In a city that still, disappointingly, lacks any national or state art galleries, it’s left to independent galleries and private institutions to grandstand a growing array of talent. The most exclusive newcomer to the fold — a sign of the increasingly sophisticated nature of the Phnom Penh arts scene — is The Gallerist on Street 240. It’s owned by the French artist known as Stan, a relative newcomer to the art scene, who is making a mark with his large, heavily-textured abstracts. Whether you’re buying or just browsing, it’s a classy space to view pieces by some of the most collectible local and foreign artists at work in the country. Continue reading →
After a year or so in the doldrums Phnom Penh bars are back in business, and nowhere more so than in the laneways around Street 308 between Norodom and Sothearos Boulevards not far from the Independence Monument. Not only has this idiosyncratic nightlife destination regained its mojo, it’s even acquired a new name. Welcome to the Bassac Quarter, one of the capital’s best-loved after-dark hotspots where punters are genuinely spoilt for choice when it comes to beer, cocktails and a bite to eat.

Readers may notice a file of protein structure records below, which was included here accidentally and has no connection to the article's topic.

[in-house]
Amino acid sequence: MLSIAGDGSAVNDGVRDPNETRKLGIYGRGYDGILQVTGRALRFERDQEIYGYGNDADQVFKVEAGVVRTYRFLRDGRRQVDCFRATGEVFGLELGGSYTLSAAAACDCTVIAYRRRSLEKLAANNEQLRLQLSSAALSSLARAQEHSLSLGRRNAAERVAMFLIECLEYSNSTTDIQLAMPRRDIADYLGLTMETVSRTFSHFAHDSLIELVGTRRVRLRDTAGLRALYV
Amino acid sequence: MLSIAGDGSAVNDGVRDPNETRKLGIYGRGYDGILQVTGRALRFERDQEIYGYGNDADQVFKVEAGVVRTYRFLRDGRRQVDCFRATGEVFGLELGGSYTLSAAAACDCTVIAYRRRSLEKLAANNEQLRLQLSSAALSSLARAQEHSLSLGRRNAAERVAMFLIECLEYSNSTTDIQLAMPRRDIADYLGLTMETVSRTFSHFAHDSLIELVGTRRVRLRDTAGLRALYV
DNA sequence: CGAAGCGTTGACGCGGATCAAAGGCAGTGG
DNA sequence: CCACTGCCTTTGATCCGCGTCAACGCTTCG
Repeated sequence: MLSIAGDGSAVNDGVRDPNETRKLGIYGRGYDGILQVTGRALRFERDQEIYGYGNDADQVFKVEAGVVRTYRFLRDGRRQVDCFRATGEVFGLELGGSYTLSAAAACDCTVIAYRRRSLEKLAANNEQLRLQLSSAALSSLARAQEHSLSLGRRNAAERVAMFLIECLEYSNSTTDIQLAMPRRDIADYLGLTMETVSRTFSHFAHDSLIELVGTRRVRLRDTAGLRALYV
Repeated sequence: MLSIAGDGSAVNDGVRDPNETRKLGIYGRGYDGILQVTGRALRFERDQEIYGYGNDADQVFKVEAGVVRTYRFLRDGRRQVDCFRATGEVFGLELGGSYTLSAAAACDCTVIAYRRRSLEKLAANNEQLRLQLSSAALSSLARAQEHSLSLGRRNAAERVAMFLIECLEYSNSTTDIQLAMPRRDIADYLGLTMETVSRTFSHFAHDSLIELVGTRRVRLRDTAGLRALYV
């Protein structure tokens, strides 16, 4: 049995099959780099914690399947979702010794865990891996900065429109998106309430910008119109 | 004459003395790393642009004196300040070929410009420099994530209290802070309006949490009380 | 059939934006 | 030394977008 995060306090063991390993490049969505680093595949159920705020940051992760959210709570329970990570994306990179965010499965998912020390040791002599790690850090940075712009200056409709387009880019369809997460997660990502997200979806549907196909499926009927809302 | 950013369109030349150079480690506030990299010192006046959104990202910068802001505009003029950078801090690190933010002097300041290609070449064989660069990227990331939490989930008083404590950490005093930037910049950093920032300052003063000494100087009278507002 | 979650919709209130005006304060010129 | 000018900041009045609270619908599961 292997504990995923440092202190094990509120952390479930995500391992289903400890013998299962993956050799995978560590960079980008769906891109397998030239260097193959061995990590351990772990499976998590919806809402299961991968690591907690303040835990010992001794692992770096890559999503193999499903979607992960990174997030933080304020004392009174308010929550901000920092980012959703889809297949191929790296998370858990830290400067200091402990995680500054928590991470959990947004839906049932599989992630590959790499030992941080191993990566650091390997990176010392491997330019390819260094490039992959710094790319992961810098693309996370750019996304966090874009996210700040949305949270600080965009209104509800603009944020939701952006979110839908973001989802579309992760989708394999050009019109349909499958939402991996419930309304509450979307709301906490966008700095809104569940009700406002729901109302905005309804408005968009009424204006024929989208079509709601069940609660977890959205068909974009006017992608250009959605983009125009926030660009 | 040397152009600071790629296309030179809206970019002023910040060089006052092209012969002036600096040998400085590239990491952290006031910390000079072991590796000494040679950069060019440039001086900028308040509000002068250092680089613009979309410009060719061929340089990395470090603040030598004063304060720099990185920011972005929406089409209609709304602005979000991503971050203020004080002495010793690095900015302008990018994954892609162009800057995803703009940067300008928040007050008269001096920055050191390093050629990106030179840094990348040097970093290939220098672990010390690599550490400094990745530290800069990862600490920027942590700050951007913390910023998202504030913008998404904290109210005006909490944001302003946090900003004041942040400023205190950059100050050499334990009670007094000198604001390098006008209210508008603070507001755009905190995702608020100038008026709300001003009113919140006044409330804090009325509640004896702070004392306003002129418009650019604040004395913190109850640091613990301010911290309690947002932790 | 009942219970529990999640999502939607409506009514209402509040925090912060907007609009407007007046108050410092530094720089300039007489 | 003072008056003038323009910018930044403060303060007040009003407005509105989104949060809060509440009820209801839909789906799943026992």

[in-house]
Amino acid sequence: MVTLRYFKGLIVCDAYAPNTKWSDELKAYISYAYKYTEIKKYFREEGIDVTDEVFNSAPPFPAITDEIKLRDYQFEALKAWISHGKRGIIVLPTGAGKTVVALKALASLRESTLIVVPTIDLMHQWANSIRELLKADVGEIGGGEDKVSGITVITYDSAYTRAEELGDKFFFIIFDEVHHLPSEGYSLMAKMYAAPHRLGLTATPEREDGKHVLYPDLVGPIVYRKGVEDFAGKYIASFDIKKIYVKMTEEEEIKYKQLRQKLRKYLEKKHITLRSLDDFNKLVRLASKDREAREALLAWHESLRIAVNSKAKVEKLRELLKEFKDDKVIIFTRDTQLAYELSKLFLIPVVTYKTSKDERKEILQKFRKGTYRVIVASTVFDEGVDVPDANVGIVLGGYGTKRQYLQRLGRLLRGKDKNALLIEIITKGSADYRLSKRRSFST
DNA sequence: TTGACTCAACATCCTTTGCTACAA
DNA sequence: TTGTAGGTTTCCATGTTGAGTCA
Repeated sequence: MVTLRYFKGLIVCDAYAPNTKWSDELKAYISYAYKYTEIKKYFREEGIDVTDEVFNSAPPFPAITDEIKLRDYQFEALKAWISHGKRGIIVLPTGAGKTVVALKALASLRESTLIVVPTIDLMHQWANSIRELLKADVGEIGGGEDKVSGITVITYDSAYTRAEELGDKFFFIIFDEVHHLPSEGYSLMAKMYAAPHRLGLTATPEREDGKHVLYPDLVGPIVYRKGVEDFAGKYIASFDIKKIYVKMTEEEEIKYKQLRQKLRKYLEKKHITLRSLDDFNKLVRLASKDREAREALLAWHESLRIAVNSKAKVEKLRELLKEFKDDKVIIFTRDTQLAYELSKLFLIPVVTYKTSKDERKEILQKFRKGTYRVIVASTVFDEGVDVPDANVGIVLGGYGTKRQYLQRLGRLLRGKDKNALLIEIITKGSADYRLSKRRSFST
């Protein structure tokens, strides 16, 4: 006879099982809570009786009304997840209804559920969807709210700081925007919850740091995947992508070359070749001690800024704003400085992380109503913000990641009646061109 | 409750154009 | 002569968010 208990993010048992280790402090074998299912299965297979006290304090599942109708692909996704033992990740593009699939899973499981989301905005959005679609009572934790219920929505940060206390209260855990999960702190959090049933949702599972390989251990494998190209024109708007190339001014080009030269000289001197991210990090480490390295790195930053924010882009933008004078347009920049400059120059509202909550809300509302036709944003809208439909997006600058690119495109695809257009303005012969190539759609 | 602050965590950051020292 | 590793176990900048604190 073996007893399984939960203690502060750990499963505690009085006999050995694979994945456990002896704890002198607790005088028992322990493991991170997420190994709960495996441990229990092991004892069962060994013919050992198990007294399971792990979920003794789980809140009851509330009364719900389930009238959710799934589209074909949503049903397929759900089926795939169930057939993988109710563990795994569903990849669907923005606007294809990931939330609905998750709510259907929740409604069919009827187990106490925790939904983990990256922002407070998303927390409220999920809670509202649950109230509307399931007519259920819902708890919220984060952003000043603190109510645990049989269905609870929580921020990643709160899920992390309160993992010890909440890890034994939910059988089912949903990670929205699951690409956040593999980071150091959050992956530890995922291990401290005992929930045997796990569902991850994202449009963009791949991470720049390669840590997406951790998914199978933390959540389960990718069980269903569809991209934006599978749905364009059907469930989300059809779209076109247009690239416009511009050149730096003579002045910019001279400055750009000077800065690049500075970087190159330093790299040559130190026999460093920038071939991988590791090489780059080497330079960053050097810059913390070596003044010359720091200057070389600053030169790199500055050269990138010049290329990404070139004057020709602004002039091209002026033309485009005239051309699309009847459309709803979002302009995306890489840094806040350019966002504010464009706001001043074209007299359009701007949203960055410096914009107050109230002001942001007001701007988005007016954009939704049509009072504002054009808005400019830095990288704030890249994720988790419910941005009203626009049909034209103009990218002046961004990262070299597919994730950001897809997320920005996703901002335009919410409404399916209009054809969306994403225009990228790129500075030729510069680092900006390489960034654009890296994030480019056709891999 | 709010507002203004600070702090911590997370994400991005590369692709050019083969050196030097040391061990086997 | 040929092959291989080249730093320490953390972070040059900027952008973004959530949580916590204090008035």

The bright lights of Bassac Lane
While it’s been hard to watch business owners struggle — and sometimes, sadly, fail — to maintain their livelihoods during the Covid-enforced closures, it’s reassuring to see so many bouncing back, and a raft of new bars and eateries opening in readiness for a post-pandemic influx of expats and visitors. The neighborhood comes alive after five with happy hours at many venues. At the latest count it’s home to some thirty (really!) mostly small drinking and eating establishments, in styles that range from sleek to dive, all sardined into what is little more than one, lively block. Continue reading →
Cambodia watchers will be happy to hear that the Kingdom has finally lifted (most) Covid-19 travel regulations for vaccinated travelers. Find more information on the main points below, and for the notable exceptions.
Visa on arrivals are now available, as before the pandemic. The following visa classes are available on arrival for citizens of previously approved countries: A, B, C, E, T, K Continue reading →
While there are a plethora of activities for kids in Phnom Penh, quite a few of them have admission fees or other charges. But rest assured that even if you’re on a budget, there are plenty of free activities for kids in Phnom Penh, from parks and playgrounds to storytime and picnics.
The riverside at dusk is a great place for a stroll or cycle.
Parks and public outdoor spaces
Compared to other capital cities, Phnom Penh is noticeably lacking in public parks and green spaces in general, but if you know where to look there are some great parks and outdoor spaces in Cambodia’s capital city.